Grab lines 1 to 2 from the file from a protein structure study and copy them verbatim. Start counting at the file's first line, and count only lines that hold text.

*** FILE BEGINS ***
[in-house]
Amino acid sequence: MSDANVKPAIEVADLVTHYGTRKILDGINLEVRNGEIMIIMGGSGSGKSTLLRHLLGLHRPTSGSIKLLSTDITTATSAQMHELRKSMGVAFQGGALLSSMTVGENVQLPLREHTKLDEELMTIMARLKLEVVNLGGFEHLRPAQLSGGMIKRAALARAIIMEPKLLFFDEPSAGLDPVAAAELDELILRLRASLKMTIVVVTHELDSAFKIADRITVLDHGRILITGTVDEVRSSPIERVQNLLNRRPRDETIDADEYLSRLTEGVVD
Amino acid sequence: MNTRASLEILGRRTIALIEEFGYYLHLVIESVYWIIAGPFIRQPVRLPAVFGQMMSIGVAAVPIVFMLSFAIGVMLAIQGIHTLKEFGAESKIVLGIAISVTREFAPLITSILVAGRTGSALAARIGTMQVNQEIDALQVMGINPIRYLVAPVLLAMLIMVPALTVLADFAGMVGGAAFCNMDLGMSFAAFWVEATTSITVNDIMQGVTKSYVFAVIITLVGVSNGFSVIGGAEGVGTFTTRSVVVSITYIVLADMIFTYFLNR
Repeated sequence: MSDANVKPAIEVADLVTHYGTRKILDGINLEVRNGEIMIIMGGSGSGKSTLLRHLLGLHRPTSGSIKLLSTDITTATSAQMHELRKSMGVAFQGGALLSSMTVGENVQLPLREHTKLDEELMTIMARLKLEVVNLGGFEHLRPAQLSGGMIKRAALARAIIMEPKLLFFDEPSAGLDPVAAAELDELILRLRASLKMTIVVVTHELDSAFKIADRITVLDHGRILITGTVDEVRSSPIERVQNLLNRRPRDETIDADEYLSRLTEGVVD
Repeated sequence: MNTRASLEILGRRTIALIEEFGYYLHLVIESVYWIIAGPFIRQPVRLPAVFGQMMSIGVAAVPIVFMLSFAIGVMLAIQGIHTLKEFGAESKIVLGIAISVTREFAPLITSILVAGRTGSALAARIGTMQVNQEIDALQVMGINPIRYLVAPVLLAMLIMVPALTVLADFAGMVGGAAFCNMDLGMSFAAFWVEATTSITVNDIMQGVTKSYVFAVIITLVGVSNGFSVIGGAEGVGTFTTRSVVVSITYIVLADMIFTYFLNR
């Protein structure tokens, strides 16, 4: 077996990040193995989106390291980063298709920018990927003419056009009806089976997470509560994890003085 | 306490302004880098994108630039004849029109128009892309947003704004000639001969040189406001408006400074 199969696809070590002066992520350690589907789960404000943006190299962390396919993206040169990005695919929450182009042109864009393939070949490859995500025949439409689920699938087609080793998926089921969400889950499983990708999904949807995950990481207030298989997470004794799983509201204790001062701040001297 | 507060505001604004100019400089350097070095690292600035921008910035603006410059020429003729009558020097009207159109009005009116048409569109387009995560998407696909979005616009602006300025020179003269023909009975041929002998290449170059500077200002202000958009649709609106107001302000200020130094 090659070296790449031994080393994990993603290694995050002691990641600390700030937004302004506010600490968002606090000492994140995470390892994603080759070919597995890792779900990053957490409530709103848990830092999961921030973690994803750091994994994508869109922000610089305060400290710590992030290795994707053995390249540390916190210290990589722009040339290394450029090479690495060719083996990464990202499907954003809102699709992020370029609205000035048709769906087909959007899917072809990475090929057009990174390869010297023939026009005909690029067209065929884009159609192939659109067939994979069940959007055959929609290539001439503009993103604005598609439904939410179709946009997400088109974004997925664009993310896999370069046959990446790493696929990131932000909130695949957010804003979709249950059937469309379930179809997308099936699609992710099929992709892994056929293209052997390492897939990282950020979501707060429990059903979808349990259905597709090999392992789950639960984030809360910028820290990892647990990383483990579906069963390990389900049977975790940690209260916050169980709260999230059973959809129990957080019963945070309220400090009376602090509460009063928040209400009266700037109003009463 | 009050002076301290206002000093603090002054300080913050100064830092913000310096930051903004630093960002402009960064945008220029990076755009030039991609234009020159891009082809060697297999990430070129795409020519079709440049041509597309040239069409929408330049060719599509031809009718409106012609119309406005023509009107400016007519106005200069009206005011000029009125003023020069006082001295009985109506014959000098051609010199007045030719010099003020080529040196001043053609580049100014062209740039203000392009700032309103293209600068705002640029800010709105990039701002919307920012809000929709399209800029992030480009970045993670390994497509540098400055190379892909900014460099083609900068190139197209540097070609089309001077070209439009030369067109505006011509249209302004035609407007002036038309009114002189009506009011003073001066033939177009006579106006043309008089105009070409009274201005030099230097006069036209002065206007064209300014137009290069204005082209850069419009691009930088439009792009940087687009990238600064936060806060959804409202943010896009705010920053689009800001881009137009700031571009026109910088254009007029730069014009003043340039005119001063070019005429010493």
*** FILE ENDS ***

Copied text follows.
[in-house]
Amino acid sequence: MSDANVKPAIEVADLVTHYGTRKILDGINLEVRNGEIMIIMGGSGSGKSTLLRHLLGLHRPTSGSIKLLSTDITTATSAQMHELRKSMGVAFQGGALLSSMTVGENVQLPLREHTKLDEELMTIMARLKLEVVNLGGFEHLRPAQLSGGMIKRAALARAIIMEPKLLFFDEPSAGLDPVAAAELDELILRLRASLKMTIVVVTHELDSAFKIADRITVLDHGRILITGTVDEVRSSPIERVQNLLNRRPRDETIDADEYLSRLTEGVVD